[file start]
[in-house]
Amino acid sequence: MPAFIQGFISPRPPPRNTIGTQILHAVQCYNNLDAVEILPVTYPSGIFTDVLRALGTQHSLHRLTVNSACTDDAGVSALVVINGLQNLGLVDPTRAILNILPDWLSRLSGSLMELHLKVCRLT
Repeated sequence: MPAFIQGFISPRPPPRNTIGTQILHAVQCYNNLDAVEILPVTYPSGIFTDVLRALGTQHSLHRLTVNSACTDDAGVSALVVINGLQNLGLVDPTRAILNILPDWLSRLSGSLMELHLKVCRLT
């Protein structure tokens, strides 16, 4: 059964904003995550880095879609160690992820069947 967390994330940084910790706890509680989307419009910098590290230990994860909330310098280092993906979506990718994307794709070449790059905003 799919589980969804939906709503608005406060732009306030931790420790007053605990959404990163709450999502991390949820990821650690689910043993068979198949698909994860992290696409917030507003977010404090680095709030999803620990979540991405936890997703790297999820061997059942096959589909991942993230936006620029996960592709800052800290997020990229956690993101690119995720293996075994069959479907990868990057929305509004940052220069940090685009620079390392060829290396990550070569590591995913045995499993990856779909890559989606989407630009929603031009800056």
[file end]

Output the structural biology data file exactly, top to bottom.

[in-house]
Amino acid sequence: MPAFIQGFISPRPPPRNTIGTQILHAVQCYNNLDAVEILPVTYPSGIFTDVLRALGTQHSLHRLTVNSACTDDAGVSALVVINGLQNLGLVDPTRAILNILPDWLSRLSGSLMELHLKVCRLT
Repeated sequence: MPAFIQGFISPRPPPRNTIGTQILHAVQCYNNLDAVEILPVTYPSGIFTDVLRALGTQHSLHRLTVNSACTDDAGVSALVVINGLQNLGLVDPTRAILNILPDWLSRLSGSLMELHLKVCRLT
């Protein structure tokens, strides 16, 4: 059964904003995550880095879609160690992820069947 967390994330940084910790706890509680989307419009910098590290230990994860909330310098280092993906979506990718994307794709070449790059905003 799919589980969804939906709503608005406060732009306030931790420790007053605990959404990163709450999502991390949820990821650690689910043993068979198949698909994860992290696409917030507003977010404090680095709030999803620990979540991405936890997703790297999820061997059942096959589909991942993230936006620029996960592709800052800290997020990229956690993101690119995720293996075994069959479907990868990057929305509004940052220069940090685009620079390392060829290396990550070569590591995913045995499993990856779909890559989606989407630009929603031009800056």